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Statement from County Executive Elrich on Antisemitism Resolution Passed by the County Council

For Immediate Release: Tuesday 1 November

In response to rising incidents of Antisemitism across the country and here in Montgomery County, the Council today passed a Resolution to Address and Combat Antisemitism.  According to the most recent annual report on bias incidents in the County, “Of the 34 incidents motivated by bias towards religion, 85.3% were considered anti-Jewish, despite Jewish persons making up only 10% of the population.” 

The resolution follows previous Council resolutions, and the definition of antisemitism in this resolution is straightforward:

Antisemitism is a certain perspective of Jews, which may be expressed as hatred toward Jews.  Rhetorical and physical manifestations of antisemitism are directed toward Jewish or non-Jewish individuals and/or their property, toward Jewish community organizations and religious facilities.

The Council also included language reaffirming the right to free speech and clarified that speech that disagrees with the policies or actions of the government of Israel is not considered antisemitic.

I want to acknowledge that some community members are concerned that the Resolution might constrain such speech, but that is not the case.  One of the hallmarks of American society is that, unlike some governments in the world, we do not prohibit or punish criticism of our own government and any legislation that did that regarding any other government would be antithetical to our values. 

Similarly, some people are concerned that this resolution may change how law enforcement acts and expressed concern that people may become targets of surveillance for their political views, and I want to assure people that this resolution does not anticipate, allow, or promote actions that violate people’s civil liberties – freedom of expression is and always will be one of our most important core values. It does not change what we are already doing in response to hate crimes.

What this Resolution does is reaffirm our County’s commitment to enforce our laws to protect people from acts of hate – we will continue to investigate acts of hate, prosecute people when illegal acts are committed and reassure the community that we will work to keep all communities in Montgomery County safe, which is what we do today.  How we will enforce our laws will not change.  Any acts of hate that violate our laws will be investigated and prosecuted.  Period.  And that policy is the same for everyone and every community in our County.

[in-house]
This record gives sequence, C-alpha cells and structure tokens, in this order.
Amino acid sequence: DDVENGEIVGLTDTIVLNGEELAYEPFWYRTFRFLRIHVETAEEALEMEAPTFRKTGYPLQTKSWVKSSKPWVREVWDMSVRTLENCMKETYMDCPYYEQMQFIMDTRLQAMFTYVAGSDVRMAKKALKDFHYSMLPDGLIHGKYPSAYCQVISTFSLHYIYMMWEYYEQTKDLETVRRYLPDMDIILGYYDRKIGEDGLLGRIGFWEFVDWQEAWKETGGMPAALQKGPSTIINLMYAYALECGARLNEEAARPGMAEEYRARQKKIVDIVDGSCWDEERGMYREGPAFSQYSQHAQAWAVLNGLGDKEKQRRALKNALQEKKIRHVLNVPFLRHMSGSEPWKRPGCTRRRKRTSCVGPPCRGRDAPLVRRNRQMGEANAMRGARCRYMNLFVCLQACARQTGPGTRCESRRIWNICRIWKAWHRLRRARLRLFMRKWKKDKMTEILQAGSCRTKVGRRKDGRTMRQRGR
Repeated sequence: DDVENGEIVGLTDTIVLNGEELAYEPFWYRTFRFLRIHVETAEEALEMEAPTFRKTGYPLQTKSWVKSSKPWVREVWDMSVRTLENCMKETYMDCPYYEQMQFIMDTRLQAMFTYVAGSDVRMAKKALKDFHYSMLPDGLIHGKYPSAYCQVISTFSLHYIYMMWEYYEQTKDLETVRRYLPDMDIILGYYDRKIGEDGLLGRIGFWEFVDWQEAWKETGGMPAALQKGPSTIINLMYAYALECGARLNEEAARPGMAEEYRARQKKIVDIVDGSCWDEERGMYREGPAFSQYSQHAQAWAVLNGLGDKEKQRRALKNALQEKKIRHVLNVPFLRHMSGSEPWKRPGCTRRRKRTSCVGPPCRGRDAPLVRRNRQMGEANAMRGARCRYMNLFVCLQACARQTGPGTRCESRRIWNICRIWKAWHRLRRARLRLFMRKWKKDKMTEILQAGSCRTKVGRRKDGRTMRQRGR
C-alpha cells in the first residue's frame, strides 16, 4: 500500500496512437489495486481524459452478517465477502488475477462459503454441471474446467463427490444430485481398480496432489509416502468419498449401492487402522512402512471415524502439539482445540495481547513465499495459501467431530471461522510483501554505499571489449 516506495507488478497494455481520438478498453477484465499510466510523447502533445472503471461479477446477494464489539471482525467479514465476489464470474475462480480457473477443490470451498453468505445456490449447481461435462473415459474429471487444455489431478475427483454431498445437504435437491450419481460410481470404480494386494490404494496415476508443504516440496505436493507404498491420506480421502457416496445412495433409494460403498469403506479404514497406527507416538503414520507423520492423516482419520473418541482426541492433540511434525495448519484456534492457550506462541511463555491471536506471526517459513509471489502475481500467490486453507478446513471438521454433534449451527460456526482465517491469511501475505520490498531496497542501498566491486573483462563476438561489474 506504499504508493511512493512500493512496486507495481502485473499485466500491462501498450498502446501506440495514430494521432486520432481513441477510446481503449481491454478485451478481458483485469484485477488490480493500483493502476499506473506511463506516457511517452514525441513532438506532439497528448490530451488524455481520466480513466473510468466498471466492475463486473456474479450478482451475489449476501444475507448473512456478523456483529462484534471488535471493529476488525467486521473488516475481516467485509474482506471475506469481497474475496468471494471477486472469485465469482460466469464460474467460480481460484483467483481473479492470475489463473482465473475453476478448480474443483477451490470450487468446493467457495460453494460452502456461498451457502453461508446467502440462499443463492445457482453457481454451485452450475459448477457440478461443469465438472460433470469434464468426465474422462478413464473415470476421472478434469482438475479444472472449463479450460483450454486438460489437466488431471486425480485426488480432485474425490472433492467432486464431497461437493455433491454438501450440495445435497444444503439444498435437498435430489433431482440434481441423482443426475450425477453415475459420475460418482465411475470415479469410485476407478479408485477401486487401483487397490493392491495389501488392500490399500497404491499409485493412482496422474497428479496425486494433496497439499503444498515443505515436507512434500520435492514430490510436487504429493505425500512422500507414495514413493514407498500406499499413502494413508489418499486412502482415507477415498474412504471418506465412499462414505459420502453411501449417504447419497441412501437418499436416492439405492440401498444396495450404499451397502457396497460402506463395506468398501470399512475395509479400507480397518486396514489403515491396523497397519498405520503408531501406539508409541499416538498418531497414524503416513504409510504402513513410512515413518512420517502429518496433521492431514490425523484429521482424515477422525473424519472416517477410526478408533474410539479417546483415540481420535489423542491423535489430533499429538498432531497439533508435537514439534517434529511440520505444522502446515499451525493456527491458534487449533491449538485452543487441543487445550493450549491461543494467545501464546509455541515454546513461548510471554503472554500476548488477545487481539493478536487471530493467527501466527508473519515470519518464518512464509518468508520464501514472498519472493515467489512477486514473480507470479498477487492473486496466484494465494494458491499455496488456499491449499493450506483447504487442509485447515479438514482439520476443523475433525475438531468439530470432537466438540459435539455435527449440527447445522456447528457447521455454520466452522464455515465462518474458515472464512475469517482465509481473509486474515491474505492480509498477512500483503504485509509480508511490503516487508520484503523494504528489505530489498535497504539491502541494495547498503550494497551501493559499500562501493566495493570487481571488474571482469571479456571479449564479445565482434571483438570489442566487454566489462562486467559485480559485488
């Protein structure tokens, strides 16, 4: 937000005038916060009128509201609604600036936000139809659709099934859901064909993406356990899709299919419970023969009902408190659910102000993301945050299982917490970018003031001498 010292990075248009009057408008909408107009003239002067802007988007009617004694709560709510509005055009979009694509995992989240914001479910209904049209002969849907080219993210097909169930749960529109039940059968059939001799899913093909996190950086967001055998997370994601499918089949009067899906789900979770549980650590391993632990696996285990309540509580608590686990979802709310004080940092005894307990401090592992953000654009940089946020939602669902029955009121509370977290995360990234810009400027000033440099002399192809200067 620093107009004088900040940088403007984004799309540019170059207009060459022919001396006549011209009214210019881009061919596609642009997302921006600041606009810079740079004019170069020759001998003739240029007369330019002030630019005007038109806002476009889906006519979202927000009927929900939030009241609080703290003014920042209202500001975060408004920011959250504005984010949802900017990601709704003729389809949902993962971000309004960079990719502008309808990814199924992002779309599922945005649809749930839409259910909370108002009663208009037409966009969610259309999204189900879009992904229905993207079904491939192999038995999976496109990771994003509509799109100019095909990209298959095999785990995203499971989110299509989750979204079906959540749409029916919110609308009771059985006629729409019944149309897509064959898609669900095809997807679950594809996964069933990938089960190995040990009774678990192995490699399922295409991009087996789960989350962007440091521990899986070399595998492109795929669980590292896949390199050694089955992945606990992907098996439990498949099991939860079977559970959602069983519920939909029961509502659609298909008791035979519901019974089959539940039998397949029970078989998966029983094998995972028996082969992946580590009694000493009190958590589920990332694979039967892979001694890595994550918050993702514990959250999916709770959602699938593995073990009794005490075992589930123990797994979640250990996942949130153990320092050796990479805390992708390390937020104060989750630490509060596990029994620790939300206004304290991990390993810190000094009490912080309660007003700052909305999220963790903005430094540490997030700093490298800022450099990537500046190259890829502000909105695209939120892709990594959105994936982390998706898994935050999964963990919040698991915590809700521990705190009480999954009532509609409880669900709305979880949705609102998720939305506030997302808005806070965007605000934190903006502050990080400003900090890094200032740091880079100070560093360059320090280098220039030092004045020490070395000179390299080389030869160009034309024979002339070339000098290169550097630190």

The County has a strong and long record in ensuring that ALL of our residents will be safe here and that we will take actions necessary to ensure their safety.  We remain steadfast in that commitment and resolve to continue to treat all communities equally and with respect. In fact, Montgomery County is one of few jurisdictions in the Country that provides security grants to institutions that have been targets of hate, and one will find a wide and varied group of institutions availing themselves of that program.

These are difficult times in America.  We are watching an unprecedented rise in hate crimes and violence and of speech that seeks to divide us while demonizing some communities.  We have made enormous progress in just my lifetime, and those of us who believe that a society has to provide “liberty and justice for all” will continue to work to ensure that we do just that.  Whether we’re talking about racism, xenophobia, sexism, homophobia, or religious bigotry - no one should feel that they are not safe or not welcome here.  And that is what this county continues to be committed to. 

Release ID: 22-028